Scholars who work on large archival projects have struggled during the Bush administration. The president has repeatedly proposed eliminating the National Historical Publications and Records Commission, which is one of the two federal programs that supports the intense, decades-long projects that involve editing and publishing of collections of documents. Congress has saved the program, but just barely.
Now the National Endowment for the Humanities has revamped the rules for the other major federal program that supports such work: Scholarly Editions Grants. According to scholars, the NEH has largely stopped using the peer review process for the program, and as a result, the grant process has become inconsistent and unreliable. Projects that had regularly been receiving grants saw their applications denied for no apparent reason.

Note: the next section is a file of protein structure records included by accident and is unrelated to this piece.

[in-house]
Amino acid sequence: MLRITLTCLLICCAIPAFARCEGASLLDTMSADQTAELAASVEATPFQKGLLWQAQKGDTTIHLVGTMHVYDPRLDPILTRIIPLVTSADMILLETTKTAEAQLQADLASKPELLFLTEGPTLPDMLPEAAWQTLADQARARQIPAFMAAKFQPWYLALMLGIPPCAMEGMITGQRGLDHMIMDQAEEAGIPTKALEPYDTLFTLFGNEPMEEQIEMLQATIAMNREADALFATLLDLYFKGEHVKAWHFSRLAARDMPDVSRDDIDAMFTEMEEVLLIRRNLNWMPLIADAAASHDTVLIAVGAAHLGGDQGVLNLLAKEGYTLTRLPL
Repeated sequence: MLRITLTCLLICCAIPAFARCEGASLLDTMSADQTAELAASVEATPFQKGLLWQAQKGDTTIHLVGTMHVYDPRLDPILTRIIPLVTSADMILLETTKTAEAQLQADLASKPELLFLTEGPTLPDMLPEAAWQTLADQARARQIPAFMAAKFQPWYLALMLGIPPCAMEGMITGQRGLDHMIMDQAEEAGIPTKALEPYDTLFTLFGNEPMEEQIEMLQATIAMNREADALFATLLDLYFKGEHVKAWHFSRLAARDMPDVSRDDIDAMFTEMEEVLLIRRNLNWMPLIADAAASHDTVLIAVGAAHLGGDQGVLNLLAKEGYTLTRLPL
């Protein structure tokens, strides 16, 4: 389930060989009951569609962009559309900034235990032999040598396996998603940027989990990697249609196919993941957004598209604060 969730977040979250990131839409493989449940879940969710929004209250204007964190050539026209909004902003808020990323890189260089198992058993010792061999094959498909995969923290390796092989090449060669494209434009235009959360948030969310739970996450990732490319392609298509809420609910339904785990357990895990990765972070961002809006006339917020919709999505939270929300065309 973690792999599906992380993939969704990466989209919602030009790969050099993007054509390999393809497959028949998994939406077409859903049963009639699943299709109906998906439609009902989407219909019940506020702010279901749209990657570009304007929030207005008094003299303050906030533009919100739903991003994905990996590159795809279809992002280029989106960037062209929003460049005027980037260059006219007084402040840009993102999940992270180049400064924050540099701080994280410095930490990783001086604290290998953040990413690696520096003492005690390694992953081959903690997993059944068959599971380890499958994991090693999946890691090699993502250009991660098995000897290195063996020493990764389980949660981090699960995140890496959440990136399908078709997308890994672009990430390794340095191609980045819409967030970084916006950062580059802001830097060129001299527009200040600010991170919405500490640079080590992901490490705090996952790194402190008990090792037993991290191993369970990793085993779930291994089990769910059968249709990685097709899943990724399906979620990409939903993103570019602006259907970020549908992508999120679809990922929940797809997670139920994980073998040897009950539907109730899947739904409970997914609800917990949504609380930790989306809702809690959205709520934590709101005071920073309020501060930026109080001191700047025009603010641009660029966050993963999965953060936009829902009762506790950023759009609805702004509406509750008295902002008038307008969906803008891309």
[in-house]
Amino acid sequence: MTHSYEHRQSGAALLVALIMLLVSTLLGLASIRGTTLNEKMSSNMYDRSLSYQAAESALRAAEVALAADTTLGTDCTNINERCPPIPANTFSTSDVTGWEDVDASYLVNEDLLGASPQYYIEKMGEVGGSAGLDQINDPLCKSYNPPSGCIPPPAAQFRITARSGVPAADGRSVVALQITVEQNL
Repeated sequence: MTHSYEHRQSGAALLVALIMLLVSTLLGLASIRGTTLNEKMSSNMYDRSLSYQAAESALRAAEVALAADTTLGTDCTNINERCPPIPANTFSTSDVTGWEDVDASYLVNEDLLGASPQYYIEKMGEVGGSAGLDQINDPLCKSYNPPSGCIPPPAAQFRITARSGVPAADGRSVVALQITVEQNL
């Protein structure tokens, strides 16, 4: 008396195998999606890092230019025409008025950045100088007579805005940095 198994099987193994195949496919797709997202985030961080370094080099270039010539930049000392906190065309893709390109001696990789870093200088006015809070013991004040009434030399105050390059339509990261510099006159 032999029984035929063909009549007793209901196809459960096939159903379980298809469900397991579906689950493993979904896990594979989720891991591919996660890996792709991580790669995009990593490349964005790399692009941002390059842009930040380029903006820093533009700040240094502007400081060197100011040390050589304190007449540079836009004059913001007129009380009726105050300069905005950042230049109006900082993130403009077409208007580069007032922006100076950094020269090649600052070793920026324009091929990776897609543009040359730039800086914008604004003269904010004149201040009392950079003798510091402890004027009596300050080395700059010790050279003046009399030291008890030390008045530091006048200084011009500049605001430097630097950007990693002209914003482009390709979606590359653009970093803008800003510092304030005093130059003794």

And now the NEH has issued new guidelines — just as scholars were finishing grant applications — granting preference to those projects that make all of their documents freely available online. While the scholars who work on these projects support digitization (and generally do put their work online), they say that the humanities endowment’s plan could make it impossible for university presses to afford to publish their work.
This could have a major impact on future genealogy and history works. You can read more about this on the "Inside Higher Ed" web site at http://www.insidehighered.com/news/2006/09/18/documents.
My thanks to Maureen Mann for letting me know about this story.